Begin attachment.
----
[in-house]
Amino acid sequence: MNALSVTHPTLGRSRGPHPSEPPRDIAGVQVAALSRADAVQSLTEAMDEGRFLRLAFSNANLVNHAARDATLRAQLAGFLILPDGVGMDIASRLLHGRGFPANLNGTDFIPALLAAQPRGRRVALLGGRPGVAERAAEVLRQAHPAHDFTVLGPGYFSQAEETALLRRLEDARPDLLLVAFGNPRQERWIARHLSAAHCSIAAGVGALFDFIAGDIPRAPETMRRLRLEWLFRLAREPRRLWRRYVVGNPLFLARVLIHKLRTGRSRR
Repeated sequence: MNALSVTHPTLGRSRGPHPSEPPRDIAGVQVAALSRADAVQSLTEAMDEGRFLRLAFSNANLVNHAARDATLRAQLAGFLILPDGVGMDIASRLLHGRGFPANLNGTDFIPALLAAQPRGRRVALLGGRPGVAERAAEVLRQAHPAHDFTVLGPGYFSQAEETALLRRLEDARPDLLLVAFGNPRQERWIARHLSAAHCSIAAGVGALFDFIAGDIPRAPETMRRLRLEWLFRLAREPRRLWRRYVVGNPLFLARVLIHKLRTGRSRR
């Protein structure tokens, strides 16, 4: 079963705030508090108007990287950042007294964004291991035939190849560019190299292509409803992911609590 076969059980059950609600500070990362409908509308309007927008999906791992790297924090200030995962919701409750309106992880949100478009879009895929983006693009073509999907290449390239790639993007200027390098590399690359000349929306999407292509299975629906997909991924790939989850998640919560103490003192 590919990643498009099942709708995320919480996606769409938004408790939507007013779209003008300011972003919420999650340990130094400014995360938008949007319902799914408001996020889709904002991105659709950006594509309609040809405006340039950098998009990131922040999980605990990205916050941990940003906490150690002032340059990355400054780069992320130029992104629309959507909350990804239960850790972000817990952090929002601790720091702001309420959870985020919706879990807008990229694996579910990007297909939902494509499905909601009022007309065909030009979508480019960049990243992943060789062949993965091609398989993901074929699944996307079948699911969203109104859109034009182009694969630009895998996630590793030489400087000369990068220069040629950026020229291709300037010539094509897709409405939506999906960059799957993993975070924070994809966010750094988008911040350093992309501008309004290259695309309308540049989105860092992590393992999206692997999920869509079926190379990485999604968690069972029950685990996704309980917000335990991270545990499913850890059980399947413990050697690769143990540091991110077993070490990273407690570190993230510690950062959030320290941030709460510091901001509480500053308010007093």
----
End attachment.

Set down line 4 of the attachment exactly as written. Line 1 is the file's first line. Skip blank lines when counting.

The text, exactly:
């Protein structure tokens, strides 16, 4: 079963705030508090108007990287950042007294964004291991035939190849560019190299292509409803992911609590 076969059980059950609600500070990362409908509308309007927008999906791992790297924090200030995962919701409750309106992880949100478009879009895929983006693009073509999907290449390239790639993007200027390098590399690359000349929306999407292509299975629906997909991924790939989850998640919560103490003192 590919990643498009099942709708995320919480996606769409938004408790939507007013779209003008300011972003919420999650340990130094400014995360938008949007319902799914408001996020889709904002991105659709950006594509309609040809405006340039950098998009990131922040999980605990990205916050941990940003906490150690002032340059990355400054780069992320130029992104629309959507909350990804239960850790972000817990952090929002601790720091702001309420959870985020919706879990807008990229694996579910990007297909939902494509499905909601009022007309065909030009979508480019960049990243992943060789062949993965091609398989993901074929699944996307079948699911969203109104859109034009182009694969630009895998996630590793030489400087000369990068220069040629950026020229291709300037010539094509897709409405939506999906960059799957993993975070924070994809966010750094988008911040350093992309501008309004290259695309309308540049989105860092992590393992999206692997999920869509079926190379990485999604968690069972029950685990996704309980917000335990991270545990499913850890059980399947413990050697690769143990540091991110077993070490990273407690570190993230510690950062959030320290941030709460510091901001509480500053308010007093």